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associative arrays | eKrantz.com
Jun 062007
 

There are many articles out there explaining what JSON is and where to use it, including a very good article written by Scott Good titled JSON and Domino.

What I’m going to try to explain in this tutorial is why associative arrays are our best friend when coding with JSON and Ajax. We have all seen how JSON is starting to dominate the Ajax calls. Face it, XML is so 2006. But let’s jump to the code shall we?

Normal Arrays

We made an Ajax call to our table, or view if we live in the Lotus Domino world, using our favorite way (mine is using the Dojo toolkit) and we now have an array of objects that we need to iterate through. Let’s see an example of what the array might look like.

var aArray = [
{unid: "111AAABBBCCCDDD111", first: "Rob", last: "Novak", phone: "(555) 111-1111", zipcode: "11111"},
{unid: "222AAABBBCCCDDD222", first: "Troy", last: "Reimer", phone: "(555) 222-2222", zipcode: "22222"},
{unid: "333AAABBBCCCDDD333", first: "Jerald", last: "Mahurin", phone: "(555) 333-3333", zipcode: "33333"}
];

If all we want to do is write the array out to the browser this is fine, we just use a normal for loop.

var sHTML = '<table border=1>';
for (var i = 0; i < aArray.length; i++){
sHTML += '<tr>';
sHTML += '<td>' + aArray[i].unid + '</td>';
sHTML += '<td>' + aArray[i].first + '</td>';
sHTML += '<td>' + aArray[i].last + '</td>';
sHTML += '<td>' + aArray[i].phone + '</td>';
sHTML += '<td>' + aArray[i].zipcode + '</td>';
sHTML += '</tr>';
}
sHTML += '</table>';
document.write(sHTML);

Output:

111AAABBBCCCDDD111 Rob Novak (555) 111-1111 11111
222AAABBBCCCDDD222 Troy Reimer (555) 222-2222 22222
333AAABBBCCCDDD333 Jerald Mahurin (555) 333-3333 33333

But what if we have a little bit more complex example. (Stay with me.) What if we had a way of updating user meta data from this document or form and later call code on the server to actually update the record or document in the back-end.

So we have created JavaScript that when a row is clicked, fields are populated with data from the array so the user can update them. The end user clicks a button and our array should be updated with the new meta data. We also want to add a property of “updated” with a value of true (boolean) if it is changed so that we later only pass in those documents that have changed to our back-end code (agent if Lotus Domino).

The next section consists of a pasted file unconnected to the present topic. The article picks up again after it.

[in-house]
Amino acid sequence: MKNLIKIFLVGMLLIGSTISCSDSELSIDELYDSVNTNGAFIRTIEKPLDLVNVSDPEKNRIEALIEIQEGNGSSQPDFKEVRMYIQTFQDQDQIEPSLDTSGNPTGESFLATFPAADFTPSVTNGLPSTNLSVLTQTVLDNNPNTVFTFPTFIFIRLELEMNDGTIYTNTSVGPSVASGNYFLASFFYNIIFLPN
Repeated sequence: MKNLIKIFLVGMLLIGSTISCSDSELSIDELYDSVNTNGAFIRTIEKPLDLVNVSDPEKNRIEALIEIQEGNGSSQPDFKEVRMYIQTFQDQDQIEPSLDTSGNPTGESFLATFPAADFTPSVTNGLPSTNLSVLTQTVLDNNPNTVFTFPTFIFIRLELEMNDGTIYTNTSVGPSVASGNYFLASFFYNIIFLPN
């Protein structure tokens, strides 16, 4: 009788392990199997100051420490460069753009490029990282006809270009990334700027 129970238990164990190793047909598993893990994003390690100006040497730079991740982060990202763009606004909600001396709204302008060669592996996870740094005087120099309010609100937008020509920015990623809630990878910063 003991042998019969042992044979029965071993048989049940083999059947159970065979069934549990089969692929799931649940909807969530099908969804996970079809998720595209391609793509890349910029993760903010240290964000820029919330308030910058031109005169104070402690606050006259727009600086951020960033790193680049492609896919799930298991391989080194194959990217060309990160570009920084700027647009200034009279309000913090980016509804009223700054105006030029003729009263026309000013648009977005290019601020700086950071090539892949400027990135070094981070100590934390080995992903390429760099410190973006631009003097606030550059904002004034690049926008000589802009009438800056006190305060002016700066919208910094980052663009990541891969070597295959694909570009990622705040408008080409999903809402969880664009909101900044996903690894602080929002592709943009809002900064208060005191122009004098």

So in our scenario we have updated one of the records and call a function to update the array. With a normal array this would be done like this.

function updateUserMetaData(sUnid, sFirst, sLast, sPhone, sZip){
for (var i = 0; i < aArray.length; i++){
if(aArray[i].unid == sUnid){
aArray[i].first = sFirst;
aArray[i].last = sLast;
aArray[i].phone = sPhone;
aArray[i].zipcode = sZip;
aArray[i].updated = true;
break;
}
}
}

This works but if we have hundreds or thousands of records in the array it can take a long time. We have to iterate over all the values in our array to find the one with the right “unid”. Even though we are using a break statement when we have found our record it can still take a long time. Associative arrays to the rescue.

Associative Arrays

In JavaScript we have something called objects. They are a mapping from property names to values. Objects are an associative array with one caveat: since property names are strings, only string keys are allowed. That doesn’t matter to us.

We write an object literal as { property1: value1, property2: value2, ... }

Let’s rewrite our code to create an object instead of the array above.

var oObject = {
"111AAABBBCCCDDD111": {first: "Rob", last: "Novak", phone: "(555) 111-1111", zipcode: "11111"},
"222AAABBBCCCDDD222": {first: "Troy", last: "Reimer", phone: "(555) 222-2222", zipcode: "22222"},
"333AAABBBCCCDDD333": {first: "Jerald", last: "Mahurin", phone: "(555) 333-3333", zipcode: "33333"}
};

Can you see the difference? Not much difference in the text but a huge difference in what we can do.

First we can’t use a normal for loop to write our table any more. We need to use a for(in) loop.

var sHTML = '<table border=1>';
for (var unid in oObject){
sHTML += '<tr>';
sHTML += '<td>' + unid + '</td>';
sHTML += '<td>' + oObject[unid].first + '</td>';
sHTML += '<td>' + oObject[unid].last + '</td>';
sHTML += '<td>' + oObject[unid].phone + '</td>';
sHTML += '<td>' + oObject[unid].zipcode + '</td>';
sHTML += '</tr>';
}
sHTML += '</table>';
document.write(sHTML);

The output is exactly the same as above so we haven’t gained any value there. The big difference is in our function to update our meta data.

function updateUserMetaData(sUnid, sFirst, sLast, sPhone, sZip){
oObject[sUnid].first = sFirst;
oObject[sUnid].last = sLast;
oObject[sUnid].phone = sPhone;
oObject[sUnid].zipcode = sZip;
oObject[sUnid].updated = true;
}

As you can see we no longer need to iterate through an array to find our record. Since it is an object we can just update the property values directly.

Conclusion

In search for fast JavaScript code, associative arrays will help many times. It may seem a little difficult to code to begin with but after a while it actually makes much more sense. Object oriented programmers will find it easier.

Exactly one year ago from today, June 6th 2006, James Mc Parlane declared JavaScript Array and Object.prototype Awareness Day. Read that article. It will help you code better associative arrays (objects) in JavaScript.